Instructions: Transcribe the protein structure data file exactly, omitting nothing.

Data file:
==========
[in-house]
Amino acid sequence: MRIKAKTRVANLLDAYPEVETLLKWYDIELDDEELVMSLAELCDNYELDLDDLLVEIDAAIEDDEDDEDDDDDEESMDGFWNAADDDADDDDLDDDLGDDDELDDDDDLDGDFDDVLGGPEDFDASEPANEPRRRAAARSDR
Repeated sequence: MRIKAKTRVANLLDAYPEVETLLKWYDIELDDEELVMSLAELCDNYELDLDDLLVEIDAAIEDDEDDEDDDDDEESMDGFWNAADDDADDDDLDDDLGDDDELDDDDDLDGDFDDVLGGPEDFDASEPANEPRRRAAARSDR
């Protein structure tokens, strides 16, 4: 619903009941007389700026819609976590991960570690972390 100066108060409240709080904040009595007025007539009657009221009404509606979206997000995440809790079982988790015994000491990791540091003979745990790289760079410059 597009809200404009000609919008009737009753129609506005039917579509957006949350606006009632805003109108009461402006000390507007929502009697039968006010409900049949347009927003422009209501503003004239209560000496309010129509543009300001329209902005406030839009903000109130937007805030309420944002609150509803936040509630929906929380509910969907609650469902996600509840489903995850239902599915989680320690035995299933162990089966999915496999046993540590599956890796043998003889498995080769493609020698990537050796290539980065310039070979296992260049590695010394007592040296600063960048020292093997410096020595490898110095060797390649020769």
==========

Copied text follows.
[in-house]
Amino acid sequence: MRIKAKTRVANLLDAYPEVETLLKWYDIELDDEELVMSLAELCDNYELDLDDLLVEIDAAIEDDEDDEDDDDDEESMDGFWNAADDDADDDDLDDDLGDDDELDDDDDLDGDFDDVLGGPEDFDASEPANEPRRRAAARSDR
Repeated sequence: MRIKAKTRVANLLDAYPEVETLLKWYDIELDDEELVMSLAELCDNYELDLDDLLVEIDAAIEDDEDDEDDDDDEESMDGFWNAADDDADDDDLDDDLGDDDELDDDDDLDGDFDDVLGGPEDFDASEPANEPRRRAAARSDR
């Protein structure tokens, strides 16, 4: 619903009941007389700026819609976590991960570690972390 100066108060409240709080904040009595007025007539009657009221009404509606979206997000995440809790079982988790015994000491990791540091003979745990790289760079410059 597009809200404009000609919008009737009753129609506005039917579509957006949350606006009632805003109108009461402006000390507007929502009697039968006010409900049949347009927003422009209501503003004239209560000496309010129509543009300001329209902005406030839009903000109130937007805030309420944002609150509803936040509630929906929380509910969907609650469902996600509840489903995850239902599915989680320690035995299933162990089966999915496999046993540590599956890796043998003889498995080769493609020698990537050796290539980065310039070979296992260049590695010394007592040296600063960048020292093997410096020595490898110095060797390649020769």